Leasehold: The Government's proposed changes
The Government has now issued a response to its consultation on tackling unfair practices in the leasehold market. We submitted a response to the initial consultation, on behalf of ourselves and a number of housing providers. We are delighted that a number of our suggestions have been taken on board by the Government.
The Government’s response to the consultation has provided details of legislation it proposes to introduce, and which will have an impact upon housing providers. For example, ground rents for new long leases will be reduced to zero which may have an impact on financial modelling for a number of landlords.
What you need to know
The key points arising from the Government’s response are as follows:
- Legislation will be passed, preventing new residential long leases being granted on houses – for both new build and existing freehold houses. There will be limited exemptions to this, including shared ownership leases.
- In advance of legislation, the Government will be discouraging the use of Help to Buy equity loans for the purchase of leasehold houses.
- For new long leases of both houses and flats, legislation will be introduced to set ground rents at a peppercorn (i.e. zero).
- Future legislation will ensure that long leaseholders are not subject to Ground 8 possession orders for ground rent arrears. Landlords will only be able to rely upon the forfeiture of lease process where the shared owner falls into rent arrears.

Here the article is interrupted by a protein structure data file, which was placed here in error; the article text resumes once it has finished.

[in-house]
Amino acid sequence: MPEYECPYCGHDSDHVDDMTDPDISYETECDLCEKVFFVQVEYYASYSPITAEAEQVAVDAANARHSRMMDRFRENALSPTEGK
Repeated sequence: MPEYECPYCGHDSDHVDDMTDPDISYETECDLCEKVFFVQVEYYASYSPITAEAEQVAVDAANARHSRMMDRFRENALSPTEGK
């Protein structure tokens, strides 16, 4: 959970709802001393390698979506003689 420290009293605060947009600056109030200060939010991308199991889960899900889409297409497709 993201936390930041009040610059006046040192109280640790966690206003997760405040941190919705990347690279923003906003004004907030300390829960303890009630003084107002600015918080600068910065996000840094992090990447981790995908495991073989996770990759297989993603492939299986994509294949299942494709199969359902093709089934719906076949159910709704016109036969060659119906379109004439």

- Freeholders on estates are to get the same rights as leaseholders to challenge estates service charges.
You can read the Government’s full response here
What you should be doing now
There are several steps to take:
- Review any proposals to grant new leases of houses, except shared ownership, to establish whether this will still be permissible in the future. If not, consider what changes are needed to the tenure proposals.
- Update your financial modelling to include zero ground rent for any new developments. Consider the impact of recovery of costs through service charges, or higher sale prices, instead.
- Consider whether any of your existing leaseholders are subject to onerous ground rents and review the ability to offer any compensation.
- Review your rent arrears enforcement policy and procedures insofar as they apply to your shared owners and other long leaseholders.
Likely further changes
The Government has indicated that they will legislate to address the above points. But they have said that “our work will not stop here”.
They also intend to look at:
- regulation of managing agents;
- allowing consumers greater say over who their agent is;
- reducing ground rents under existing leases, if landlords do not take sufficient proactive steps to contact leaseholders with onerous ground rents and voluntarily compensate them;
- simplifying and reducing the costs involved in leasehold sales;
- simplifying and reducing the costs involved in residential lease extensions;
- simplifying and reducing the costs involved in enfranchisement;
- introducing a minimum lease term for new long leases of flats. This is to protect leaseholders from added costs where their leases fall under 80 years; and
- reinvigorating commonhold.
How Capsticks can help
Our expert teams can help you to make any necessary changes to your development proposals and to your leases.
Our head of advisory services, Chris Grose will be running a leasehold service charges project. Which will consist of a combination of workshops, tailored consultancy, legal advice and good practice sharing. See the full details and register to attend here.